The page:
Curriculum in Doctor of Philosophy – Materials Science and Engineering
A candidate for the Ph.D. degree with a major in materials science and engineering must comply with the rules and regulations as outlined in the WVU Graduate Catalog and the specific requirements of the Statler College.
The doctor of philosophy degree with a major in materials science and engineering is administered through the college’s interdisciplinary Ph.D. program. The research work for the doctoral dissertation must show a high degree of originality on the part of the student and must constitute an original contribution to the art and science of materials science and engineering.
All Ph.D. degree candidates are required to perform research and follow a planned program of study. The student’s research advisor, in conjunction with the student’s Advising and Examining Committee (AEC) will be responsible for determining the plan of study appropriate to the student’s needs. The underlying principle of the planned program is to provide the students with the necessary support to complete their degree and prepare them for their career.
|A minimum GPA of 3.0 is required in all courses.|
|Course Requirements *|
|500-level or higher coursework||18|
|Materials Science and Engineering Seminar||2|
|Materials Science and Engineering Seminar|
All students must take and pass a written qualifying examination. Normally, the qualifying examination is given no later than the end of the third semester of enrollment in their Ph.D. program. This examination is designed to assess the basic competency of students to determine whether or not they have sufficient knowledge of the discipline to undertake independent research. The structure of the Ph.D. qualifying examination for all students pursuing the Ph.D. degree in Materials Science and Engineering will be comprised of two components: a written examination that will test on the student’s knowledge in the three core areas studied in MAE 583 Thermodynamics and Kinetics of Materials, MAE 580 Crystallography and Crystals, and MAE 649 Microscopy of Materials or their equivalent, and a second examination that will be administered by the MS&E Faculty in the home department of the student’s Ph.D. advisor, and which should be consistent with the format used by that program/department for their qualifying exam. These two examinations will receive equal weighting in determining the student’s overall score on the qualifying examination. Students who do not pass either part or both parts of this exam on their initial attempt will be allowed a second attempt to pass either or both parts of the qualifying exam. If they are not successful on their second attempt, then they will be dismissed from the program.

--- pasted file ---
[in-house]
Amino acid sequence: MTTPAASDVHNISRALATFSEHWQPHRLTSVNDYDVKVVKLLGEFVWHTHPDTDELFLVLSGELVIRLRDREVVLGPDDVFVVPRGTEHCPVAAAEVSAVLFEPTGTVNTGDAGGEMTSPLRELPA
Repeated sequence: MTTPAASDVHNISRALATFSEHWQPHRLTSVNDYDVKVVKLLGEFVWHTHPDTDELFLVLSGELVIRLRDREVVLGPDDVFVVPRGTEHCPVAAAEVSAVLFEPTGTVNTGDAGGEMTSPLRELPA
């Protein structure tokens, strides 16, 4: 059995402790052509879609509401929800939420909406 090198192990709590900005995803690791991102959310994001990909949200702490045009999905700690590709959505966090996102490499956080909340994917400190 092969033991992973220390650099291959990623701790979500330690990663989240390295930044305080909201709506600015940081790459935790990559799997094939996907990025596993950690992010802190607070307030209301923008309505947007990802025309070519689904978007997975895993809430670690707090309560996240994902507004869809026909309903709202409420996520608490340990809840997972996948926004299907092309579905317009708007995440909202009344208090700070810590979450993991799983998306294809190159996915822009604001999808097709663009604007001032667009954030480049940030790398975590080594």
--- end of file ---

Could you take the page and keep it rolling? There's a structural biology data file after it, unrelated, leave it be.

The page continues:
In order to be admitted to candidacy, the student must pass a candidacy exam, which is designed to evaluate the student’s overall ability to engage in high-level research. After passing the qualifying examination, the student must submit to the AEC a written research proposal of his/her planned dissertation work and successfully defend it in an oral examination. The research proposal must be approved by the student’s AEC. A student who has successfully completed all coursework, passed the qualifying examination, and successfully defended the research proposal, and receives the college’s approval becomes a candidate for a Ph.D. degree. Thereafter, the student will officially be engaged in dissertation research.
At the completion of the dissertation research, candidates must prepare a dissertation and pass the final oral examination (defense) administered by their AEC. This examination is open to the public and, in order to evaluate critically the student's competency, may include testing on material in related fields, as deemed necessary by the AEC.
Major Learning Outcomes
Doctor of Philosophy (PHD)
Upon graduation with a Ph.D. degree from the Statler College of Engineering and Mineral Resources students will have:
- Ability to initiate research ideas in order to solve specific problems and to write research proposals on these ideas
- Have an expert-level understanding of the advanced principles of their fields of study
- Furthered a novel research idea which has contributed to the state of the art in their specific areas of expertise
- Ability to plan original research projects, to perform laboratory or field based experimental tasks, generate data from those tasks, and draw conclusions based on sound scientific and engineering principles
- Ability to develop innovative research in order to advance the frontiers of knowledge and secure sponsored research
- Ability to write technical articles for dissemination through peer-reviewed, refereed journals or other venues
- Ability to make oral and poster presentations at technical meetings
- Understanding of professional and ethical responsibilities in the practice of their profession to contribute to the well-being of society and to the advancement of their profession
- Demonstrated initiative in research planning and management, including safety and environmental issues
- Technical preparation for and an awareness of the need for life-long learning and continuing education